This conclusion is of great significance because the Neanderthal individual sequenced by the German team predates by many millennia the actual dispersal of modern humans into the European continent. The inescapable implication is that, despite geographical isolation and ensuing morphological differentiation, gene flux between Europe and Africa was never completely interrupted and, therefore, biologically, Neanderthals and modern humans must be construed as different populations of a single species, not as different species.
This new fossil and genetic evidence dovetails nicely with the rapidly increasing body of archaeological data showing that, at the time of contact between late European Neanderthals and immigrating modern humans, both lineages had attained comparable levels of cultural achievement. Over the past ten years, working in close partnership with Francesco d’Errico, in Bordeaux, and other French colleagues, I have been able to demonstrate that the Châtelperronian – an archaeological culture with sites extending from the Paris basin in the north to the Spanish Basque country in the south – is an independent Neanderthal development. The significance of this finding resides in the fact that, with its objects of personal ornamentation and decorated bone tools, the Châtelperronian has been widely recognised since the 1960s as the first stage of the artistic and symbolic ‘revolution’ of the European Upper Palaeolithic period.
At the same time, German colleagues were producing evidence for the sophisticated cognitive and intellectual capabilities of the Neanderthals derived from artefacts related to more mundane subsistence activities. Analysis of two fragments of birch bark pitch used for stone tool hafting recovered at the site of Königsaue, on the margins of the Aschersleben paleolake, in Saxony-Anhalt, and directly dated to more than 50,000 years ago, showed that they had been produced through a smouldering process several hours long, that required a strict manufacture protocol: under exclusion of oxygen, and at tightly controlled temperatures (between 340 and 400ºC). These items document the manufacture by Neanderthals of the first artificial raw material known in human history, a feat of chemistry that experimental archaeologists have so far been unable to replicate using Palaeolithic technology alone. Last year, the same kind of pitch was reported from a site in Italy dating to more than 120,000 years ago, giving extended time-depth to the evidence for advanced cognition in the Neanderthal lineage.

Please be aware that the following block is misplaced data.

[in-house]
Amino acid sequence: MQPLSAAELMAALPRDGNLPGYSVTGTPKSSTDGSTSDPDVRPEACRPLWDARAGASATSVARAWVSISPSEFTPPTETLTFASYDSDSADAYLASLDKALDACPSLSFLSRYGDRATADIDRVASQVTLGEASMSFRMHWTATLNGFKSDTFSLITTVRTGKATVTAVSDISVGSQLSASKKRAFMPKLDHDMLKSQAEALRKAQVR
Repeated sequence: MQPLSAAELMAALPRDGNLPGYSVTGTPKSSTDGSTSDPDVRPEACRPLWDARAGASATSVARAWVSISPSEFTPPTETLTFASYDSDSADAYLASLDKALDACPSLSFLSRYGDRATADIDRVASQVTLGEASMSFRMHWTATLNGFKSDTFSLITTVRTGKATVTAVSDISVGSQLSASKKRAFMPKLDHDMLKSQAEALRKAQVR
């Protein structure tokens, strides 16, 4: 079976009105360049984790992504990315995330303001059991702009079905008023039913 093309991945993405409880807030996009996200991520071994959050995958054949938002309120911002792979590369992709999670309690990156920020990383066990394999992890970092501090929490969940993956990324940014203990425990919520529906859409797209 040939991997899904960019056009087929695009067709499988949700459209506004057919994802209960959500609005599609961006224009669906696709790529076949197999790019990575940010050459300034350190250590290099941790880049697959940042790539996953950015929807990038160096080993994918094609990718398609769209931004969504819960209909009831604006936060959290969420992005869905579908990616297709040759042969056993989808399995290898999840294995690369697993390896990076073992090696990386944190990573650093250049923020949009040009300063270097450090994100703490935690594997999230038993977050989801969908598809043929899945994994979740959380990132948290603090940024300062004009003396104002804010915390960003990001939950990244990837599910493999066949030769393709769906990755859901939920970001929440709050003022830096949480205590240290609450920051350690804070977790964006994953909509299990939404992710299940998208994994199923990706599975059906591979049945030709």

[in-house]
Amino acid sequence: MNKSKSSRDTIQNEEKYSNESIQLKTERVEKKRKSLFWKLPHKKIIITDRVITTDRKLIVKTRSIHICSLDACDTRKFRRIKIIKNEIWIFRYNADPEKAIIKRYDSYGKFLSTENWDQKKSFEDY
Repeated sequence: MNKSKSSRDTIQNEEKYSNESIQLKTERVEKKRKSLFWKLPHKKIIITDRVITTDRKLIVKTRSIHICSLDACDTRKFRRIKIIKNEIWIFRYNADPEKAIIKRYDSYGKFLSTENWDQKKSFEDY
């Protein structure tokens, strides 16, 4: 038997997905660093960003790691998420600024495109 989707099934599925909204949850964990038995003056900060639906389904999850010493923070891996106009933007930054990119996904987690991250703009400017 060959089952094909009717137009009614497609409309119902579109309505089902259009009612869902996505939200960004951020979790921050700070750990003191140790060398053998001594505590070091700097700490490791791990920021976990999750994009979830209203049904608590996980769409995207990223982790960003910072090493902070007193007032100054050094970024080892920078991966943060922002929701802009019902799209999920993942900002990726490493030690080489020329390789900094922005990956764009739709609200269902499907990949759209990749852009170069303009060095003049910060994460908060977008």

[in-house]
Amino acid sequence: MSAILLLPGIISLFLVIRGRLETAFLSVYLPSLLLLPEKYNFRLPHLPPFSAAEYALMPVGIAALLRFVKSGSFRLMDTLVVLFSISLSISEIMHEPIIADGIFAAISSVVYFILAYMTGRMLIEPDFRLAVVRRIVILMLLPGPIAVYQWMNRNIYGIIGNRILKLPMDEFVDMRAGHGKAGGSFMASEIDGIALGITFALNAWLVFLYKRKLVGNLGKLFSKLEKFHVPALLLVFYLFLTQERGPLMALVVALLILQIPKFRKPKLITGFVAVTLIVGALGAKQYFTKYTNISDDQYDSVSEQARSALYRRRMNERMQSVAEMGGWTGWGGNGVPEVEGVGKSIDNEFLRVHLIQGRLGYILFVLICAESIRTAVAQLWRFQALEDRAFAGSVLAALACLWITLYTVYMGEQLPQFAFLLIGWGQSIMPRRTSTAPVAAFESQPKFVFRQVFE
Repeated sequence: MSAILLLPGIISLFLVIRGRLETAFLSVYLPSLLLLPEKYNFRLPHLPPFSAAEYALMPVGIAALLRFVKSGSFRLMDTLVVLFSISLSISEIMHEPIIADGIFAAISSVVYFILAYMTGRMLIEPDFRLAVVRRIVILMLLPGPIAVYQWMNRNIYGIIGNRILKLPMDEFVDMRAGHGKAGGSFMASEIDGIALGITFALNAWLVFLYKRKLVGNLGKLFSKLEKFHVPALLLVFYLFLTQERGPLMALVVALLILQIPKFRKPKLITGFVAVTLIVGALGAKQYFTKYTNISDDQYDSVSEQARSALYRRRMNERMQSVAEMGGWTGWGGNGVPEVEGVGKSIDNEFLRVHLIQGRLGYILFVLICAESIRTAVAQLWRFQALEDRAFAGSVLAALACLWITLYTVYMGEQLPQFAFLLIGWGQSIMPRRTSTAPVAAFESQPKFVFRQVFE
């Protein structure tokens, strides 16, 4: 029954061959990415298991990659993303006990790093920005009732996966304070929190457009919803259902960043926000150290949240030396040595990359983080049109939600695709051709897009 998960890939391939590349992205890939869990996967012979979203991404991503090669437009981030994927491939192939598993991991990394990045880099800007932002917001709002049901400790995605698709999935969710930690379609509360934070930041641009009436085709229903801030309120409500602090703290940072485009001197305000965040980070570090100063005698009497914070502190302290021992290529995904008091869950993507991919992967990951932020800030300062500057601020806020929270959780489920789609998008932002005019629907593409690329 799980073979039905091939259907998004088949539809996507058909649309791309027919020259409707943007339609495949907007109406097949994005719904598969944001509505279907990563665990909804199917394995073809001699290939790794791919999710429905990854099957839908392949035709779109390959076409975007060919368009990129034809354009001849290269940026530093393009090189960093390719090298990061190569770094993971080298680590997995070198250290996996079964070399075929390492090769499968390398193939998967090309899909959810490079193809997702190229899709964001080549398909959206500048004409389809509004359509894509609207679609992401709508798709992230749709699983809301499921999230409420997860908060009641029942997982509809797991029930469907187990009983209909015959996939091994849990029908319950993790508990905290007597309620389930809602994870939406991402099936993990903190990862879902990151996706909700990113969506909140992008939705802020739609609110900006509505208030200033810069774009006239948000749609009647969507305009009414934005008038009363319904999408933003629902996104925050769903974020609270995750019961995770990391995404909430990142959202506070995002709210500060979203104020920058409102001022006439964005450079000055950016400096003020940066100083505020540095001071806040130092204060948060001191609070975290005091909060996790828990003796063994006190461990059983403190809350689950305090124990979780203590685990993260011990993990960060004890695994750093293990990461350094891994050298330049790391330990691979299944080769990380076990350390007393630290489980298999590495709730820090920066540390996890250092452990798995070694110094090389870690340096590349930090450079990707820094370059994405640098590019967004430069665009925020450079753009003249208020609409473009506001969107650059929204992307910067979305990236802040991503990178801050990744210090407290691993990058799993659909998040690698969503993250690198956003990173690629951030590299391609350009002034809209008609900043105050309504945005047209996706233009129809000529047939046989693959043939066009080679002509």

Neanderthals and immigrating modern humans attained comparable levels of cultural achievement